Retailers Hold Lion’s Share of U.S. Loyalty Program Memberships

The U.S. retail sector, headed by specialty retailers, grocers, mass merchants and department stores, now accounts for the largest collective market for U.S. loyalty reward program memberships, outpacing travel/hospitality and financial services aggregate memberships, according to the 2009 Colloquy Loyalty Census.

Colloquy’s research found that across-the-board retail loyalty program memberships now number 701 million, making up 39 percent of the U.S. loyalty market. By comparison, there are 556 million in travel/hospitality, including airline, hotel, gaming, car rental and cruise programs, representing 31 percent of the market, and financial services credit card programs number 422 million, accounting for 23 percent of the market. The Loyalty Census measured the scope of U.S. loyalty marketing in 2007 and 2008 across 13 industry sectors. According to the research, total membership in U.S. loyalty reward programs is 1.8 billion.

Based on the Loyalty Census, retail sector reward program membership numbers included specialty retail at 191.3 million, grocery at 153.3 million; mass merchants at 124.8 million; department stores at 92.8 million; and drug stores 73.9 million.

“In our 2007 Loyalty Census white paper, we predicted the next loyalty battleground would be in retail, and we were right,” said Colloquy partner Kelly Hlavinka, who co-authored the report with Colloquy editorial director Rick Ferguson. “With the travel category in maturity and the financial services category likely to contract, we expect retailers to be at the forefront of innovative loyalty marketing for years to come.”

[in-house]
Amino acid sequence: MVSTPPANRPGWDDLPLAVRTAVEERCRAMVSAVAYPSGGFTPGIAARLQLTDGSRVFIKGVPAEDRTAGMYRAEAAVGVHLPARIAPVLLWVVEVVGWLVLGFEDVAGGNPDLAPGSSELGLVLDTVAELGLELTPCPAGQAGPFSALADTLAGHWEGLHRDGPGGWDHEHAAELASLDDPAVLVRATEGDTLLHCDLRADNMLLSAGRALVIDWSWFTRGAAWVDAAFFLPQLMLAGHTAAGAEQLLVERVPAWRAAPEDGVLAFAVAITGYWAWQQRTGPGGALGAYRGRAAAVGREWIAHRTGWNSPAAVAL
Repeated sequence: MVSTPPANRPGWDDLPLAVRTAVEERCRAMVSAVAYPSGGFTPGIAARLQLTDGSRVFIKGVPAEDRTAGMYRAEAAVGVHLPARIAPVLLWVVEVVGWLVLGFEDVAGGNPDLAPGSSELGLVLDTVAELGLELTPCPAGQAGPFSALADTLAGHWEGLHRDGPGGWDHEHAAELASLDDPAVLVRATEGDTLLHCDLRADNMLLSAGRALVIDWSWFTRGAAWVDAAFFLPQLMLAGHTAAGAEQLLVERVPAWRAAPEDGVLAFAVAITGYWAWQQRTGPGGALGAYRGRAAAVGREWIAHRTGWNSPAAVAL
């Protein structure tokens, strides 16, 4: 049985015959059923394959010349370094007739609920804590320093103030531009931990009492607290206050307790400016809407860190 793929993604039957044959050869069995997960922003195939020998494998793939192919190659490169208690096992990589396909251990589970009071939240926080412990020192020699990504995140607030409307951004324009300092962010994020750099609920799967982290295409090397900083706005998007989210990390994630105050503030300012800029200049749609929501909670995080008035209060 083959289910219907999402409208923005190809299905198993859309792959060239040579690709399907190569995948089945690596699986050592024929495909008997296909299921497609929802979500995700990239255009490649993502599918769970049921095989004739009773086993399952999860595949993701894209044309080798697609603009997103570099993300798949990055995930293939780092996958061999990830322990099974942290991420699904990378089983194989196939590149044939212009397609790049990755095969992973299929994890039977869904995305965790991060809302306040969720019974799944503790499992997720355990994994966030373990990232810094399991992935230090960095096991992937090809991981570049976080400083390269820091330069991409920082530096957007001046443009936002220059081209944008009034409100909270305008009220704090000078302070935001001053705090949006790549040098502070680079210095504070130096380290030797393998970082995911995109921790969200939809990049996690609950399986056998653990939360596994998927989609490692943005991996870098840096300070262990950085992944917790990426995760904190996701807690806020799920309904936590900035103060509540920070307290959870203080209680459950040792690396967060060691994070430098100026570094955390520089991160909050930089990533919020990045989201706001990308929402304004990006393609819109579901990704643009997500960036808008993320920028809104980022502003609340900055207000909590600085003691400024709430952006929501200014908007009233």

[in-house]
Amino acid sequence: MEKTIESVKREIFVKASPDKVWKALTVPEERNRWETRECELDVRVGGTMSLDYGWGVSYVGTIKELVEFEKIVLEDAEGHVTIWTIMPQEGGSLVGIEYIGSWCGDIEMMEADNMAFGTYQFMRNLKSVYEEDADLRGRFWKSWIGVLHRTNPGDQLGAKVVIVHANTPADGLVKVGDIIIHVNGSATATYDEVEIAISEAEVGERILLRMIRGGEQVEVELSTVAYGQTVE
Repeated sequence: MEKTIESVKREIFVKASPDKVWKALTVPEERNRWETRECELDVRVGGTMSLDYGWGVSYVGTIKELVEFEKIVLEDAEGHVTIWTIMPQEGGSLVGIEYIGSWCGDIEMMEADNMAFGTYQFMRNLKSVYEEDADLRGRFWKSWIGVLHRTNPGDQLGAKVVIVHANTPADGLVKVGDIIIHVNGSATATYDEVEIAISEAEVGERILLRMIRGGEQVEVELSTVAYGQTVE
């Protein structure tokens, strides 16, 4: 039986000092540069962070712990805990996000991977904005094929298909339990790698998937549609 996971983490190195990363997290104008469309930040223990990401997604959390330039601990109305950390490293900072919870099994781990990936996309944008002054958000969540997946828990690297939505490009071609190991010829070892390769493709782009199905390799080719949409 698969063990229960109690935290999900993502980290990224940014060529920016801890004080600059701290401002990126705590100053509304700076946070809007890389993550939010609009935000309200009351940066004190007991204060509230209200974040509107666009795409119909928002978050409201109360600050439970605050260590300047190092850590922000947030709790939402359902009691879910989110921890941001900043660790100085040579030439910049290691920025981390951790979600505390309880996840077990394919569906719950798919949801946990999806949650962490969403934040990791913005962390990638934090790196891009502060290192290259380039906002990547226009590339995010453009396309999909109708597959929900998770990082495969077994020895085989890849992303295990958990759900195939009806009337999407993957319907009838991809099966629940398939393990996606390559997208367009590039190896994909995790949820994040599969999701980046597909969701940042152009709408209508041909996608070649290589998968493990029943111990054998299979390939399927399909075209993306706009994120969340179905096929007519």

Added Ferguson: “Using multi-tender vehicles, private label or co-branded credit cards, specialty retailers are fighting back against Wal-Mart and other mass merchant discounters by using loyalty offerings to build emotional bonds with their best customers.”

Other key retail sector findings included:

• Grocery’s 153.3 million-strong membership represents a 23 percent increase since the 2007 Loyalty Census, as the shift away from two-tiered pricing and toward promotional currency continues. Wal-Mart is still the top U.S. grocer, though grocers big and small are fighting back with a renewed emphasis on shopper data and customer centricity. Colloquy forecasts a spike in loyalty program activity.

• While most retailers have seen double-digit sales declines, retail pharmacy sales grew 1.5 percent last year. Drug store operators have consolidated and now realize that the loyalty program is the best method of tracking individual behavior.

Nielsen Business Media